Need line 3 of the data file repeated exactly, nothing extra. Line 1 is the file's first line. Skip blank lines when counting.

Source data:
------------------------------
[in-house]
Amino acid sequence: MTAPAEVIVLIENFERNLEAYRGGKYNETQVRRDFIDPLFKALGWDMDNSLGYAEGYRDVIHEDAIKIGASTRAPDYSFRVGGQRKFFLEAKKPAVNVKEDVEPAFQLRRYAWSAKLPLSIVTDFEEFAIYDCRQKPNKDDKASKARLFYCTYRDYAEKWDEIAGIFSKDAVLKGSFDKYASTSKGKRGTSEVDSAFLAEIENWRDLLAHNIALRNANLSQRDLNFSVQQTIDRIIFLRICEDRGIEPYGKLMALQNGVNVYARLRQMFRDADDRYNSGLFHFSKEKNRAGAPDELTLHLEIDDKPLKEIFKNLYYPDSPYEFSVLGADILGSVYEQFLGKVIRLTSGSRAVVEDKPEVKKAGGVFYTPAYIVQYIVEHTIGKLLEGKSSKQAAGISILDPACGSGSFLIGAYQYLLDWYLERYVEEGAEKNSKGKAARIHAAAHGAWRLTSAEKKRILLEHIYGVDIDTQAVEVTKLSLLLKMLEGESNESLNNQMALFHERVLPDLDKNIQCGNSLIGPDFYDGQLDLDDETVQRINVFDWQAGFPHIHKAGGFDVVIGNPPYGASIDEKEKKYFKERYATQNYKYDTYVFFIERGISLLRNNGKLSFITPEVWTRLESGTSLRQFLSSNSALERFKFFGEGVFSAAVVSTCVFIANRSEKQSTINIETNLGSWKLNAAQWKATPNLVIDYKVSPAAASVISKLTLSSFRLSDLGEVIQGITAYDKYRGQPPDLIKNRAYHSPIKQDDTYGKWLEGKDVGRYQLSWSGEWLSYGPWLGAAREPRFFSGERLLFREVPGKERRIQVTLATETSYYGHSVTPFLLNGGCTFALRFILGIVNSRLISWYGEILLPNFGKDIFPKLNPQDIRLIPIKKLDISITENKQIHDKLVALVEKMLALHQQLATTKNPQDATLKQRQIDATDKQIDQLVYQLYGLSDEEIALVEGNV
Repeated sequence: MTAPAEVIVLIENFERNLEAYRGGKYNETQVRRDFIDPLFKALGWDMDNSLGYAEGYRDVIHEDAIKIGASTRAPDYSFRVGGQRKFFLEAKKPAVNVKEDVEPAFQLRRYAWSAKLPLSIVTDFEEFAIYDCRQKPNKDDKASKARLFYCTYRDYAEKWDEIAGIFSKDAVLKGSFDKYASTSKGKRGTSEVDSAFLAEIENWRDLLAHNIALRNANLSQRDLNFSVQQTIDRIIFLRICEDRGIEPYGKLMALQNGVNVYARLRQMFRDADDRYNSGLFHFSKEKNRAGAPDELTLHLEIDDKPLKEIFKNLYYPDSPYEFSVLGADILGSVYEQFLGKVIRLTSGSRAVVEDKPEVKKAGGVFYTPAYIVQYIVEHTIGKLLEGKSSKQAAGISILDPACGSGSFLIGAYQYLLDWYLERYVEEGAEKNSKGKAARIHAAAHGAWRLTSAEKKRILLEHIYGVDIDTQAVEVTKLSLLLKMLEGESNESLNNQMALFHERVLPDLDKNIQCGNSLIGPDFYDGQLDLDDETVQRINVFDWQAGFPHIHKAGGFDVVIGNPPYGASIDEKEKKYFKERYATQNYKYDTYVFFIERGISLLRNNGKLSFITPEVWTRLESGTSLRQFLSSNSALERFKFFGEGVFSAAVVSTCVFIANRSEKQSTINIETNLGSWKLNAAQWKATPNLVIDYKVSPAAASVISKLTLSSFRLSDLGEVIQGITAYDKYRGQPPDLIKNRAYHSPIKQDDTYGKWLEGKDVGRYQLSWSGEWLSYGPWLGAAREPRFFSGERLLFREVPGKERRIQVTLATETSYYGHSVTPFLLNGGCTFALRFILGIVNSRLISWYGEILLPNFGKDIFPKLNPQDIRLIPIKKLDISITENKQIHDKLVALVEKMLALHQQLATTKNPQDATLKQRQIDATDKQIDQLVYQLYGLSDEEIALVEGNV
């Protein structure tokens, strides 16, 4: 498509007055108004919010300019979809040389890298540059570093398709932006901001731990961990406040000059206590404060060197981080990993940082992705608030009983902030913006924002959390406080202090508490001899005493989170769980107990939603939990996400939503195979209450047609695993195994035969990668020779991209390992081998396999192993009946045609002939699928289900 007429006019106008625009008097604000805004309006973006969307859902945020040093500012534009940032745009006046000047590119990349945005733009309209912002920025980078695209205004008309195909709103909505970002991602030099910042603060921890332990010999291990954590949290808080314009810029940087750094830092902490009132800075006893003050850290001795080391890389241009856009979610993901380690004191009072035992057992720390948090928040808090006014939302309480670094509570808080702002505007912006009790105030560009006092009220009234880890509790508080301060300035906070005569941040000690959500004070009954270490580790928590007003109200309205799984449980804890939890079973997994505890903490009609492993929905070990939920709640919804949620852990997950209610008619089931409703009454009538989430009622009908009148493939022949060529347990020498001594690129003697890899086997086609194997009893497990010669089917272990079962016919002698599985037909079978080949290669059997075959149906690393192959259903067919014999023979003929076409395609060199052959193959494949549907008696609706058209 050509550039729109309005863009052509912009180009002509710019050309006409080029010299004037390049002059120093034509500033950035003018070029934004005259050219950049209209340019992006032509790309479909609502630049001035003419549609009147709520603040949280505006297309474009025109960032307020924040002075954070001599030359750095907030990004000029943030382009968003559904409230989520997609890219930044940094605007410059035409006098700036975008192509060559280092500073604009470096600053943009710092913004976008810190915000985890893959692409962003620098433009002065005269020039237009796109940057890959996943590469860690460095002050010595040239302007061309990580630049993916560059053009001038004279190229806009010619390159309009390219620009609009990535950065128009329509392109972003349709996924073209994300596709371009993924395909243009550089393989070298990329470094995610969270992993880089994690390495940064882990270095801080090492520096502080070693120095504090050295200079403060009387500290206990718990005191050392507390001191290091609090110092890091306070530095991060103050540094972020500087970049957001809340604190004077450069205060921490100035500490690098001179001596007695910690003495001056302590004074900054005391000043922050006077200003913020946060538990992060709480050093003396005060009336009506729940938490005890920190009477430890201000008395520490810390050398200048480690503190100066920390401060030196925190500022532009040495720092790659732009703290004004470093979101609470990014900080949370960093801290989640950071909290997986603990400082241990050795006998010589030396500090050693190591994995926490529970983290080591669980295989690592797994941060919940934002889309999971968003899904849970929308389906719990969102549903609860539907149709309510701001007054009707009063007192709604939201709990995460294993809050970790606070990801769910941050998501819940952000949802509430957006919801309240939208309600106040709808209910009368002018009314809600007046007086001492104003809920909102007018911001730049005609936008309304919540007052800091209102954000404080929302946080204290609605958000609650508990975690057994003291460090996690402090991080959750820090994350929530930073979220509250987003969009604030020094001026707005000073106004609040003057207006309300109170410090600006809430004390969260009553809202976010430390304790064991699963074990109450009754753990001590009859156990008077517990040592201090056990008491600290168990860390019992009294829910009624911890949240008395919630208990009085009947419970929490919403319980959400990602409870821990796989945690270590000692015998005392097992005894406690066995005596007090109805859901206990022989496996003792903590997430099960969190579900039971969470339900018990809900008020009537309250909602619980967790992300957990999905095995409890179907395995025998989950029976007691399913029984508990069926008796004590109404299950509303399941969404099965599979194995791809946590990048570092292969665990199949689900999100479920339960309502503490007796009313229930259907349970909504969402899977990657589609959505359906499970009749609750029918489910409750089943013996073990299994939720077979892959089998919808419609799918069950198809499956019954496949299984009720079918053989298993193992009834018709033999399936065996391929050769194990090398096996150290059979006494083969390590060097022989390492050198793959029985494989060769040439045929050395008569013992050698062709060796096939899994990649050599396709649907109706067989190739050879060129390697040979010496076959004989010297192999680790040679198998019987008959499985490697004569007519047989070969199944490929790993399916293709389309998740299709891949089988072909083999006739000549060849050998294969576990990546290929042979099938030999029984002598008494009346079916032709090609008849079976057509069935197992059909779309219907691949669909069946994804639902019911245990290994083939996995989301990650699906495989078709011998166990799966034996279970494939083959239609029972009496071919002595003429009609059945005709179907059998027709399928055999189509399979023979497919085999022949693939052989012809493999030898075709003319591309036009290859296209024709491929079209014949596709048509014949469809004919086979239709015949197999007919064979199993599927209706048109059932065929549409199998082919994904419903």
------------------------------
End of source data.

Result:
Repeated sequence: MTAPAEVIVLIENFERNLEAYRGGKYNETQVRRDFIDPLFKALGWDMDNSLGYAEGYRDVIHEDAIKIGASTRAPDYSFRVGGQRKFFLEAKKPAVNVKEDVEPAFQLRRYAWSAKLPLSIVTDFEEFAIYDCRQKPNKDDKASKARLFYCTYRDYAEKWDEIAGIFSKDAVLKGSFDKYASTSKGKRGTSEVDSAFLAEIENWRDLLAHNIALRNANLSQRDLNFSVQQTIDRIIFLRICEDRGIEPYGKLMALQNGVNVYARLRQMFRDADDRYNSGLFHFSKEKNRAGAPDELTLHLEIDDKPLKEIFKNLYYPDSPYEFSVLGADILGSVYEQFLGKVIRLTSGSRAVVEDKPEVKKAGGVFYTPAYIVQYIVEHTIGKLLEGKSSKQAAGISILDPACGSGSFLIGAYQYLLDWYLERYVEEGAEKNSKGKAARIHAAAHGAWRLTSAEKKRILLEHIYGVDIDTQAVEVTKLSLLLKMLEGESNESLNNQMALFHERVLPDLDKNIQCGNSLIGPDFYDGQLDLDDETVQRINVFDWQAGFPHIHKAGGFDVVIGNPPYGASIDEKEKKYFKERYATQNYKYDTYVFFIERGISLLRNNGKLSFITPEVWTRLESGTSLRQFLSSNSALERFKFFGEGVFSAAVVSTCVFIANRSEKQSTINIETNLGSWKLNAAQWKATPNLVIDYKVSPAAASVISKLTLSSFRLSDLGEVIQGITAYDKYRGQPPDLIKNRAYHSPIKQDDTYGKWLEGKDVGRYQLSWSGEWLSYGPWLGAAREPRFFSGERLLFREVPGKERRIQVTLATETSYYGHSVTPFLLNGGCTFALRFILGIVNSRLISWYGEILLPNFGKDIFPKLNPQDIRLIPIKKLDISITENKQIHDKLVALVEKMLALHQQLATTKNPQDATLKQRQIDATDKQIDQLVYQLYGLSDEEIALVEGNV